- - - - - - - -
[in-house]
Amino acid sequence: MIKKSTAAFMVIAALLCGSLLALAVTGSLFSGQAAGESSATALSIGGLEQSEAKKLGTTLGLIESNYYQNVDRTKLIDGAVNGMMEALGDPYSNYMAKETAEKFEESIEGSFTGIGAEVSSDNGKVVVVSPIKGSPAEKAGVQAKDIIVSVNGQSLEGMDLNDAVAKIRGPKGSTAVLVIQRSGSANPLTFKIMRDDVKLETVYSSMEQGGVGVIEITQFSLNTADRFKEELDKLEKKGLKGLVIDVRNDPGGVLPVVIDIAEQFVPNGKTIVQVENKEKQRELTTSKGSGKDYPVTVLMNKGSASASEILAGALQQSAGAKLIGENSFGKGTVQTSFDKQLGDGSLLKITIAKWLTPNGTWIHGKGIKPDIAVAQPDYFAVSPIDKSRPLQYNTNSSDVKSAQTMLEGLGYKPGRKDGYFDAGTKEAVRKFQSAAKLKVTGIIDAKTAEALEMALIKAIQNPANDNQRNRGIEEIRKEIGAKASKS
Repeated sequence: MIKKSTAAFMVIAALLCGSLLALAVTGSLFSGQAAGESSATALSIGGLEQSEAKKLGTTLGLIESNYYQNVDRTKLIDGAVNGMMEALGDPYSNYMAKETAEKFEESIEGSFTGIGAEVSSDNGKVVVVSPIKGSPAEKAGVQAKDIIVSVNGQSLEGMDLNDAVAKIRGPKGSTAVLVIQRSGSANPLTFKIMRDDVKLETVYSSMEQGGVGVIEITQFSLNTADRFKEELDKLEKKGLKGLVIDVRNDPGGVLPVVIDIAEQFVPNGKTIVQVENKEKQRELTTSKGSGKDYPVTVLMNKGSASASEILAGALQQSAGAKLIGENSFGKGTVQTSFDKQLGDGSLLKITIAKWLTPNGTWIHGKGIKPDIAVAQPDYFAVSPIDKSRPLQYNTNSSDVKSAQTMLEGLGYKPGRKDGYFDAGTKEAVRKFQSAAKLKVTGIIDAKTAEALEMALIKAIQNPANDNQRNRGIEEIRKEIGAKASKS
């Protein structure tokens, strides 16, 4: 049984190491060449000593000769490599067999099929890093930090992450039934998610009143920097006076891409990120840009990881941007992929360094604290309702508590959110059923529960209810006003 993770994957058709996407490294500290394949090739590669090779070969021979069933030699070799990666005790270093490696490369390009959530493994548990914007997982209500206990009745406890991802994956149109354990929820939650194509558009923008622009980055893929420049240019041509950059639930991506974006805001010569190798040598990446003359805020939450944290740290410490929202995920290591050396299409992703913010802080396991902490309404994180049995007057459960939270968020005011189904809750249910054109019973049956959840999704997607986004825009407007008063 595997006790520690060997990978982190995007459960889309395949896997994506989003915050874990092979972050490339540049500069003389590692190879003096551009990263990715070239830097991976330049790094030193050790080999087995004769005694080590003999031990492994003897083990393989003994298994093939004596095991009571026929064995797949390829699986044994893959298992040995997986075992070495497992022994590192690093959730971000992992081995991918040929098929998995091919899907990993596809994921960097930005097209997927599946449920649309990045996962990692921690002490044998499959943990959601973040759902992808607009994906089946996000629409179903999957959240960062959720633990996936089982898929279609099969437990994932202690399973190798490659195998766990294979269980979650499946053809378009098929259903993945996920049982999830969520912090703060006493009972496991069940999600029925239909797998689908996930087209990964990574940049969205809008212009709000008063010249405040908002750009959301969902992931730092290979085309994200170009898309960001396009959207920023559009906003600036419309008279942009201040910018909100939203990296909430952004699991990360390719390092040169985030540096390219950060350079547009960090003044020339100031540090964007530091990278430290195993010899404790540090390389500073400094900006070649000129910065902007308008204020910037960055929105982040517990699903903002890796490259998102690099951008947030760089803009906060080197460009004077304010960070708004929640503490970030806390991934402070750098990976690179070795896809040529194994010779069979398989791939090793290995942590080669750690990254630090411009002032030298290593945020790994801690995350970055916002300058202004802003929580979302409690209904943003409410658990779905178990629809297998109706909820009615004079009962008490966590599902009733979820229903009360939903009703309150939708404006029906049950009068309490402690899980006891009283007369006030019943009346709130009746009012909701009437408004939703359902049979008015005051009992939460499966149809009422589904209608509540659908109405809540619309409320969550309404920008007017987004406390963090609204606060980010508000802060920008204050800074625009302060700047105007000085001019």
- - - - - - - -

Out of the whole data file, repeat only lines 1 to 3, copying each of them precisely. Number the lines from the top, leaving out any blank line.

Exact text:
[in-house]
Amino acid sequence: MIKKSTAAFMVIAALLCGSLLALAVTGSLFSGQAAGESSATALSIGGLEQSEAKKLGTTLGLIESNYYQNVDRTKLIDGAVNGMMEALGDPYSNYMAKETAEKFEESIEGSFTGIGAEVSSDNGKVVVVSPIKGSPAEKAGVQAKDIIVSVNGQSLEGMDLNDAVAKIRGPKGSTAVLVIQRSGSANPLTFKIMRDDVKLETVYSSMEQGGVGVIEITQFSLNTADRFKEELDKLEKKGLKGLVIDVRNDPGGVLPVVIDIAEQFVPNGKTIVQVENKEKQRELTTSKGSGKDYPVTVLMNKGSASASEILAGALQQSAGAKLIGENSFGKGTVQTSFDKQLGDGSLLKITIAKWLTPNGTWIHGKGIKPDIAVAQPDYFAVSPIDKSRPLQYNTNSSDVKSAQTMLEGLGYKPGRKDGYFDAGTKEAVRKFQSAAKLKVTGIIDAKTAEALEMALIKAIQNPANDNQRNRGIEEIRKEIGAKASKS
Repeated sequence: MIKKSTAAFMVIAALLCGSLLALAVTGSLFSGQAAGESSATALSIGGLEQSEAKKLGTTLGLIESNYYQNVDRTKLIDGAVNGMMEALGDPYSNYMAKETAEKFEESIEGSFTGIGAEVSSDNGKVVVVSPIKGSPAEKAGVQAKDIIVSVNGQSLEGMDLNDAVAKIRGPKGSTAVLVIQRSGSANPLTFKIMRDDVKLETVYSSMEQGGVGVIEITQFSLNTADRFKEELDKLEKKGLKGLVIDVRNDPGGVLPVVIDIAEQFVPNGKTIVQVENKEKQRELTTSKGSGKDYPVTVLMNKGSASASEILAGALQQSAGAKLIGENSFGKGTVQTSFDKQLGDGSLLKITIAKWLTPNGTWIHGKGIKPDIAVAQPDYFAVSPIDKSRPLQYNTNSSDVKSAQTMLEGLGYKPGRKDGYFDAGTKEAVRKFQSAAKLKVTGIIDAKTAEALEMALIKAIQNPANDNQRNRGIEEIRKEIGAKASKS